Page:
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18 July, 2024
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Nicosia ring road faces setbacks, delays and budget overruns

Infrastructure struggles of the Nicosia ring road cast doubt on completion and anticipated benefits


The Nicosia Ring Road project, a cornerstone of infrastructure development in Cyprus, has encountered significant setbacks, including delays and budget overruns, casting a shadow over its completion prospects and anticipated benefits, according to a report by Apostolos Tomaras in Kathimerini's Sunday edition.

Initiated in March 2020 after two decades of planning, the project aims to address traffic congestion and enhance connectivity in the Nicosia province. However, despite its importance, the first phase of the project has experienced delays, extending completion by approximately one and a half years.

Cyfield, the contractor responsible for the project, has acknowledged these delays, citing technical challenges and unforeseen subsoil issues as primary factors. CEO Kostas Chrysochos noted that extensions granted by Public Works have contributed to the delays, with additional costs ultimately borne by the project's employer.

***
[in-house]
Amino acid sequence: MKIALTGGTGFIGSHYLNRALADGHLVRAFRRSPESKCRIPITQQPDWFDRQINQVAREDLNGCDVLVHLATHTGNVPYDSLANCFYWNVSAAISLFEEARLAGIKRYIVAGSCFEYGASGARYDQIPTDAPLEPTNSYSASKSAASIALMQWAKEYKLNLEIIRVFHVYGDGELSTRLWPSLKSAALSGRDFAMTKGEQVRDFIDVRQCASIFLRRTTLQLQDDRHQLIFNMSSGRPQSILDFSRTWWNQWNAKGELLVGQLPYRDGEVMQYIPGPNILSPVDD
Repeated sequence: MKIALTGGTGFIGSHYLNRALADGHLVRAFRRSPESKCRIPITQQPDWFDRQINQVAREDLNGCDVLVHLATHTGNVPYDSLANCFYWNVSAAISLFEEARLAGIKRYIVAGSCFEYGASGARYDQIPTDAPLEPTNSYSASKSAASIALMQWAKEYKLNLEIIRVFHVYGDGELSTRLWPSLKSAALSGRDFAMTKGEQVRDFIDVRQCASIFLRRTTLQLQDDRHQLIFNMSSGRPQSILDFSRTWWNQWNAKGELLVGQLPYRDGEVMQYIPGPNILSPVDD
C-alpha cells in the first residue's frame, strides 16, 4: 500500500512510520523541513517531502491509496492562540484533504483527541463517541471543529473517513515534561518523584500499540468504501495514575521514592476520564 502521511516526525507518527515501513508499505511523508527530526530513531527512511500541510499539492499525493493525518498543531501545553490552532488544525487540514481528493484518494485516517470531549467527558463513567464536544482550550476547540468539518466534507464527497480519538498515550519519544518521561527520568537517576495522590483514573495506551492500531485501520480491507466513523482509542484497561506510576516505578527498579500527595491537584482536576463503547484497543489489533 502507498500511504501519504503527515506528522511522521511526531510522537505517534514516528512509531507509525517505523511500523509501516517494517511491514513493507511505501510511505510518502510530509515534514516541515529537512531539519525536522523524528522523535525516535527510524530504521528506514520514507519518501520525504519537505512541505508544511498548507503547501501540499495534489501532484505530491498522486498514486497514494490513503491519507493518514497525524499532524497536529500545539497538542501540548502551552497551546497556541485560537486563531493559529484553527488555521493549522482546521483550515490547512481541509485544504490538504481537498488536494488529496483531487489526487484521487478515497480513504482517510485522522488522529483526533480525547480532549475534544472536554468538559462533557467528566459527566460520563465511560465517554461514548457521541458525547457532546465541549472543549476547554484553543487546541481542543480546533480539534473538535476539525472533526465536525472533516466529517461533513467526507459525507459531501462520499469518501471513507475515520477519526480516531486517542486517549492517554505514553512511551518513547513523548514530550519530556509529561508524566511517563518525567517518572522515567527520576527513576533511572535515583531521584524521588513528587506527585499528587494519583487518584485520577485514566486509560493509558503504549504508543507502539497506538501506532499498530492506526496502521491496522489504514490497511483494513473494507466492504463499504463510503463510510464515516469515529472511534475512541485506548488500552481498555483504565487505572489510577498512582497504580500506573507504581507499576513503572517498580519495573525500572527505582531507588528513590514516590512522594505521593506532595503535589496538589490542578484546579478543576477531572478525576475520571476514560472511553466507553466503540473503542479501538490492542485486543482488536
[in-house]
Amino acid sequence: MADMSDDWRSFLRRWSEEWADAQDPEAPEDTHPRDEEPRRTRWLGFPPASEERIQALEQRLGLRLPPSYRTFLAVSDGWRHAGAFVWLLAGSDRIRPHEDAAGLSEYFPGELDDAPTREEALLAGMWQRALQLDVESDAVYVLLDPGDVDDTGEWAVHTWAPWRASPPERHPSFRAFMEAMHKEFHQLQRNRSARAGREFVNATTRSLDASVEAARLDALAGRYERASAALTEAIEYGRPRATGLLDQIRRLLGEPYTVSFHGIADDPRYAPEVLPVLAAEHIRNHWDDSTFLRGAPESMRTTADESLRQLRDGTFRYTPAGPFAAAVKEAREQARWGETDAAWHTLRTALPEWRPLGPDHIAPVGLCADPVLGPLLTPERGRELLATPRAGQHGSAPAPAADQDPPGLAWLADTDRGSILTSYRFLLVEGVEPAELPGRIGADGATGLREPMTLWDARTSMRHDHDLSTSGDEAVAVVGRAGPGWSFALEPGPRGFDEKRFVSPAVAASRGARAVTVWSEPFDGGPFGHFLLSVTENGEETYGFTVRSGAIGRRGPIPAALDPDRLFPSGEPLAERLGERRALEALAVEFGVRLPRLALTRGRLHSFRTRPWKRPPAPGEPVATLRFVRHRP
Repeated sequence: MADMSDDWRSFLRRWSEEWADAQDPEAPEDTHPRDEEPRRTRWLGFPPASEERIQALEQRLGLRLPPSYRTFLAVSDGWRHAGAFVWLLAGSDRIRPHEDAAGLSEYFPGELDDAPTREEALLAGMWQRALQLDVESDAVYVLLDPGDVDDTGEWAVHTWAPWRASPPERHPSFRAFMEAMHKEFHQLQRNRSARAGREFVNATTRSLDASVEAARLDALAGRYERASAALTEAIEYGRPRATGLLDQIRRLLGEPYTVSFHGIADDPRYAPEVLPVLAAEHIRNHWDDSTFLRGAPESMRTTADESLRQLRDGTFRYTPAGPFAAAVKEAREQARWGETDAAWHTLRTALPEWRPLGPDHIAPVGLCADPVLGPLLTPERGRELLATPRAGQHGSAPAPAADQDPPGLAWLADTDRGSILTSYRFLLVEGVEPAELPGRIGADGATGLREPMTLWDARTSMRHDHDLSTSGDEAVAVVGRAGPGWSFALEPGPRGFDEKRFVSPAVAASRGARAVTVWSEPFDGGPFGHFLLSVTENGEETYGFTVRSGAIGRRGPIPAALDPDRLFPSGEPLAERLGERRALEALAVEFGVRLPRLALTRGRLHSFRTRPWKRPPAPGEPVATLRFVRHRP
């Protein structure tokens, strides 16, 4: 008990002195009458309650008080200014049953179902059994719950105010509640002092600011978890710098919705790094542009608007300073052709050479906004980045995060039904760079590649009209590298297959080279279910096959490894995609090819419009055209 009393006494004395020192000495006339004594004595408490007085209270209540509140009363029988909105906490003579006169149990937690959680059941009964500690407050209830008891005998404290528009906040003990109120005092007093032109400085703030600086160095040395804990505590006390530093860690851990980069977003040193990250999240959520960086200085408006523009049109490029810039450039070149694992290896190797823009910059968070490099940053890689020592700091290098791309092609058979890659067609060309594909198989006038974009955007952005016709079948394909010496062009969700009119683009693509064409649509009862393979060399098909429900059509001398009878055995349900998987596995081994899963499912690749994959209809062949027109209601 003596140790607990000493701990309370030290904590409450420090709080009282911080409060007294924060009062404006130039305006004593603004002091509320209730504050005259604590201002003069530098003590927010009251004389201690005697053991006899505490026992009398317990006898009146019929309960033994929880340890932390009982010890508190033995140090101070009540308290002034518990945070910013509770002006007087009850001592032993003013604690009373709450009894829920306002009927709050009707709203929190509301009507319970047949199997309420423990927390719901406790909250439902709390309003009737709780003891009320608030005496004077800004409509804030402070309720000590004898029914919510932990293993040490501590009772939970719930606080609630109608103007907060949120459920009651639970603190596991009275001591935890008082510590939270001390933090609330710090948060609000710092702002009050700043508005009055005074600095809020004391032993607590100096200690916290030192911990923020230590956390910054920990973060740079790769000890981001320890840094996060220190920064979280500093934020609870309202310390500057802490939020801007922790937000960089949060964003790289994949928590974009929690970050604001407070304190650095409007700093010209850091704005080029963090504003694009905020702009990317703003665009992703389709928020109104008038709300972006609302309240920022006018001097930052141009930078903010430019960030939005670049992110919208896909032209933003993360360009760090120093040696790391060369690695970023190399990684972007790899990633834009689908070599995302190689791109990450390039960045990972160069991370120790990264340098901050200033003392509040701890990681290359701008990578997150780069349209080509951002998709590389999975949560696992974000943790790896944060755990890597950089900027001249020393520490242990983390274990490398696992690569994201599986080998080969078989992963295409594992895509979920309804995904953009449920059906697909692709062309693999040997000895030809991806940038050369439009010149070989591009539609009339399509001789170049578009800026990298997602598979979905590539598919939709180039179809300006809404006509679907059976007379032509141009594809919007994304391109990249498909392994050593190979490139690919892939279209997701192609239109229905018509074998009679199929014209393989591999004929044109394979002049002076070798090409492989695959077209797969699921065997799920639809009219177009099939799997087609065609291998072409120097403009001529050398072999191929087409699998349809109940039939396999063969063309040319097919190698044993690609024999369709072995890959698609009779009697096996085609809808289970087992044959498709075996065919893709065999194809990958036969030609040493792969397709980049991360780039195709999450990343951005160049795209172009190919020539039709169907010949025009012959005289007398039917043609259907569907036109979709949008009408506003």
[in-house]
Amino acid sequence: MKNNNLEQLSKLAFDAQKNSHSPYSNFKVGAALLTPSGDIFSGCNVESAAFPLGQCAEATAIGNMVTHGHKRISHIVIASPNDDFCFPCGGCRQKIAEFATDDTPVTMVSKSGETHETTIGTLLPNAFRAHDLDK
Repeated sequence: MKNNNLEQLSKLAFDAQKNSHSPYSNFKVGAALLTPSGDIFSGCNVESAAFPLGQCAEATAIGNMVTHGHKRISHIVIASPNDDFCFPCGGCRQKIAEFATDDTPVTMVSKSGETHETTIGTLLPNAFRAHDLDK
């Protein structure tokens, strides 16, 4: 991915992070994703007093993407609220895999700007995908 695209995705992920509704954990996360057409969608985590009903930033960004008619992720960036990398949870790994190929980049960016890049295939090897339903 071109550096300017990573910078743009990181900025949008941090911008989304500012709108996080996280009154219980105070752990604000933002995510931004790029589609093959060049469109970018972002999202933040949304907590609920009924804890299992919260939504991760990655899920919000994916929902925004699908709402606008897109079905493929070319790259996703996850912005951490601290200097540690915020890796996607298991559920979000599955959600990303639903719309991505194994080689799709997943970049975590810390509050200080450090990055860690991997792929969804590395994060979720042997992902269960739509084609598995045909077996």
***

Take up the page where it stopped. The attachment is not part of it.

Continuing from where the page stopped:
Financial implications loom large, with the estimated cost of phase A1, covering a 7.4 km section, standing at €72.30 million. However, anticipated increases due to justified extensions have raised concerns about additional taxpayer expenditure and potential revenue losses.

The Nicosia ring road project holds promise as an essential component of Cyprus' national network and the Trans-European Transport Network. It aims to enhance connectivity, reduce traffic congestion, and improve road safety for users. However, with completion timelines in flux and budgetary concerns mounting, the realization of these benefits remains uncertain.

Stakeholders emphasized the importance of addressing technical challenges promptly and engaging in meaningful consultations to mitigate delays and ensure the successful implementation of the project. The fate of the Nicosia Ring Road project underscores the complexities and challenges inherent in large-scale infrastructure endeavors, leaving stakeholders grappling with critical decisions and uncertainties about the project's future.

[This article is a translated summary of the article published in Kathimerini by Apostolos Tomaras]

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